A common digital language to make life easier for producers, create cooperation and develop short food chains


  • With the development of food technology, more and more short food supply chain services operate thanks to web platforms: production monitoring, plot management, management of product catalogs, online sales via e-commerce tools, invoicing, accounting, etc.
  • Today, these tools generally operate in a silo logic and despite the existence of a few APIs (expensive to maintain), they do not communicate enough with each other (they are not “interoperable” enough). Consequently, the actors of the food system are confronted with problems of stock management and with numerous manual operations to compensate for these inter-platform miscommunication.



A market gardener, Marcel, sells his vegetables to a buying group “Earth friends” which has a web platform (website), on which Marcel manages his online product catalog.

Now imagine that another purchasing group, “Friends of the fields”, also wishes to distribute Marcel's products via its own web platform.

How does Friends of the fields access Marcel's catalog?

Today, the solutions are far from ideal:

1 – Marcel has to enter the same data on both platforms, leading to a waste of time and complicated inventory and order management.

2 – AFriends of the fields can use the catalog available at Earth friends (if there is an existing API for example). There are then issues of stock synchronicity (error problems due to non-instantaneous synchronizations), data reliability, as well as security. It gives also more power to one platform over another.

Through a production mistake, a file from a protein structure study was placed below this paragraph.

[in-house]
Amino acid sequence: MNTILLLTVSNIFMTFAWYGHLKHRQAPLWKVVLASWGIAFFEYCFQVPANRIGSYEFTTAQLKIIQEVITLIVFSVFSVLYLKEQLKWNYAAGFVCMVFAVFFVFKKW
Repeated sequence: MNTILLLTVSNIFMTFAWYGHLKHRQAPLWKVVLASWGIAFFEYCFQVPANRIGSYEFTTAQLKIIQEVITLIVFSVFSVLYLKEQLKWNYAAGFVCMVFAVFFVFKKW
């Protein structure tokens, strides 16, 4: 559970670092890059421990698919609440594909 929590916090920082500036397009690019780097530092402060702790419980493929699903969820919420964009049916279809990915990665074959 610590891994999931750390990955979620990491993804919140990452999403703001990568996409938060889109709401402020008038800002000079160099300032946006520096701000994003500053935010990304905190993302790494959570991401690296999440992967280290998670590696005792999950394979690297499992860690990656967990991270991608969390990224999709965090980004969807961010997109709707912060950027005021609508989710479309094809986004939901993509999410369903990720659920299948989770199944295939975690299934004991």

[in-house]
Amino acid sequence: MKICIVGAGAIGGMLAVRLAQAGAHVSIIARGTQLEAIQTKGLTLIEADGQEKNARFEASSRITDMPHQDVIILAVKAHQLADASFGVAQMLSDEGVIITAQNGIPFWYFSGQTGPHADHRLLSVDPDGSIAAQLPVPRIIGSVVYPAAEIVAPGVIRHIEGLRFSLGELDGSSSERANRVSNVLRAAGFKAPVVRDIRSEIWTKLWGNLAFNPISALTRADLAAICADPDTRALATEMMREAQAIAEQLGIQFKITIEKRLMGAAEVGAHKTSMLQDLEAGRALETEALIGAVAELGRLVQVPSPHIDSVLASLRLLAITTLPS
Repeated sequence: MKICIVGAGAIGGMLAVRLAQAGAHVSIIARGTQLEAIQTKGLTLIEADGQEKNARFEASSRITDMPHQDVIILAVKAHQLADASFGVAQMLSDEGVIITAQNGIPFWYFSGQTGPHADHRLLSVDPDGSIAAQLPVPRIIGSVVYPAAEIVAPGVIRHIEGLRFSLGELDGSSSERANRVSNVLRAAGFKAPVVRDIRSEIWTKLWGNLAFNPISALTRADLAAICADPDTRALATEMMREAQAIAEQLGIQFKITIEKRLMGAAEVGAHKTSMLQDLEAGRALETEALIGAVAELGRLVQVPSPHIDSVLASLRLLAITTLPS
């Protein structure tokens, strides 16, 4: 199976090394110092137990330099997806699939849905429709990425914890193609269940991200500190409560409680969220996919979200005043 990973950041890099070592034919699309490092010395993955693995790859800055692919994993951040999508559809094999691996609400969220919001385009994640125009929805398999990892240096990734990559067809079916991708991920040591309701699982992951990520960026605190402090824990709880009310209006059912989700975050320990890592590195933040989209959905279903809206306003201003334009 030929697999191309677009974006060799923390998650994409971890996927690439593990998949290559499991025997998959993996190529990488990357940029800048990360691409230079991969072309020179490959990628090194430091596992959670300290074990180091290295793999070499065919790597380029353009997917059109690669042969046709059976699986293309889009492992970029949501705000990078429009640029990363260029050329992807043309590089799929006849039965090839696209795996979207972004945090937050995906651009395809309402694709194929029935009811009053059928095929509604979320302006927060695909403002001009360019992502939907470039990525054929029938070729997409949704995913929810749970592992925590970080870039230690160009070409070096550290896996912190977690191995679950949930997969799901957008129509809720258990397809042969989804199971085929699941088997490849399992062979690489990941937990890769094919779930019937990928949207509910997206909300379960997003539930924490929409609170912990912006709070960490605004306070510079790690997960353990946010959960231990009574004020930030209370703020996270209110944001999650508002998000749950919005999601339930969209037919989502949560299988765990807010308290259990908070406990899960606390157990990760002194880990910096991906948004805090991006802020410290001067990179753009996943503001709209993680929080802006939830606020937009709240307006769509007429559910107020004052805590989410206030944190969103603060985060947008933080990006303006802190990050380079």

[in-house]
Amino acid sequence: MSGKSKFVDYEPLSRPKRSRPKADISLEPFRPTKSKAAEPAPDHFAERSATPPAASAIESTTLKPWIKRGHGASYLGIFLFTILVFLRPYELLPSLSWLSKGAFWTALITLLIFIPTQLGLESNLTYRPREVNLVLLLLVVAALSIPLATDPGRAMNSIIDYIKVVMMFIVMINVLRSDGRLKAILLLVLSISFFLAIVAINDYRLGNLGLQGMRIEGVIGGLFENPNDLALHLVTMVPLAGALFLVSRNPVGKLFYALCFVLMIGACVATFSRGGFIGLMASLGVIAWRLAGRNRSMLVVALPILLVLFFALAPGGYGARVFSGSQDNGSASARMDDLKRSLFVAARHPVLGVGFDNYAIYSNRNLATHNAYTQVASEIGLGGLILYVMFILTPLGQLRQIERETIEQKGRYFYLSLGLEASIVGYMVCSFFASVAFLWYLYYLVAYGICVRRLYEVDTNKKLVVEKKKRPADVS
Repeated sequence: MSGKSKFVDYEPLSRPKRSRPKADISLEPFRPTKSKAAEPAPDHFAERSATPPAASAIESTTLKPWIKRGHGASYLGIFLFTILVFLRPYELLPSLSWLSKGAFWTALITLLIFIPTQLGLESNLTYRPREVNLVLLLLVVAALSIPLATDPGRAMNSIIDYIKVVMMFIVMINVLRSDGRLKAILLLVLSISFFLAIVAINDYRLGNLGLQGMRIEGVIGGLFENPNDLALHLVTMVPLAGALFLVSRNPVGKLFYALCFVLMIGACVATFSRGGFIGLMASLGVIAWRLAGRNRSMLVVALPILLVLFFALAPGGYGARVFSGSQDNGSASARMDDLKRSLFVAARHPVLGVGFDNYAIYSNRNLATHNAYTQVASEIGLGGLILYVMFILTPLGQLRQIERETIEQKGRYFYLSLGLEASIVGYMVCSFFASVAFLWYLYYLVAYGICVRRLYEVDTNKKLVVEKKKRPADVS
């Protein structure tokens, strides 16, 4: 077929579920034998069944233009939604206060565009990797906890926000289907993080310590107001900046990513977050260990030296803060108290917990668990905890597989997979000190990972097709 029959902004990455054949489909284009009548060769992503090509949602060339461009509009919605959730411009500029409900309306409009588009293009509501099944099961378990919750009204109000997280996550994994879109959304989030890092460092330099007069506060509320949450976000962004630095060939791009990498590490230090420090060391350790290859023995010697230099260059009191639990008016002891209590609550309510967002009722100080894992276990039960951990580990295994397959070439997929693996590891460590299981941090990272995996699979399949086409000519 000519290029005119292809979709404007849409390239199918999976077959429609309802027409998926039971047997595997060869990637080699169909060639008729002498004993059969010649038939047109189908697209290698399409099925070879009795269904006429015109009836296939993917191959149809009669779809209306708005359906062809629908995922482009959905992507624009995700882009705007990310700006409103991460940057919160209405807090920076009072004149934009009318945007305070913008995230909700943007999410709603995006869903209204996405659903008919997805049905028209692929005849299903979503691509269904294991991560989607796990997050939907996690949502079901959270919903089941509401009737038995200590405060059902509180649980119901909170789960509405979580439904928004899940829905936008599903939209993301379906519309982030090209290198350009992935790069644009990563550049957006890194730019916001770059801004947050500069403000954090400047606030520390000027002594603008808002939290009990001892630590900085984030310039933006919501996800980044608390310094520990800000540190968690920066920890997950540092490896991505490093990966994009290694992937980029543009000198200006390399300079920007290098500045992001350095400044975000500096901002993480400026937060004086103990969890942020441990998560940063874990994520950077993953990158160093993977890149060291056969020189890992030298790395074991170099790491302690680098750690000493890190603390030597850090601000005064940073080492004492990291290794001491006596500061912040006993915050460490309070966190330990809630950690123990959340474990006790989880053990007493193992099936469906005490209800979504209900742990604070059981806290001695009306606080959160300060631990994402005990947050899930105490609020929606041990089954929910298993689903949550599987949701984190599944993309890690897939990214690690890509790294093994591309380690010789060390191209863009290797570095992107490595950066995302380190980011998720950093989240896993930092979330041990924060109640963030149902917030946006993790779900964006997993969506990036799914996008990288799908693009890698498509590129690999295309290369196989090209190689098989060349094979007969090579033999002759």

Let's take again the example of Marcel, the market gardener.

He has produced a large stock of leeks, which he is trying to sell quickly. He made them available in his catalog on one platform.

Meanwhile, another organization that delivers collective catering with products from short food chains is precisely looking for leeks. But this aorganization uses another platform, which Marcel did not update. The organization therefore does not know about the availability of Marcel's leeks and the transaction cannot be carried out.


Today, logistics cooperation can be done within the same platform, but between platforms, it remains complicated because there is no communication between them.

As an example, Marcel, who manages his product catalog on one platform, must deliver this Friday to a CSA which operates in a village located 20km from his home.
He takes care of the delivery himself with his van and the van is not completely full that Friday.

On her way to the village, beekeeper Sophie, who uses another platform, must also deliver honey to the shop in the same village on Friday.

As Marcel and Sophie do not use the same platform, and they do not communicate with each other, they are not informed of the opportunity to share delivery.

So everyone plans to travel with a half-full vehicle. If the platforms communicated this information to each other, Marcel could have been informed of Sophie's delivery, put his honeypots in his van and deliver them. This would have saved time, money and would have avoided an additional vehicle driving (benefits in terms of road traffic and CO2 emissions).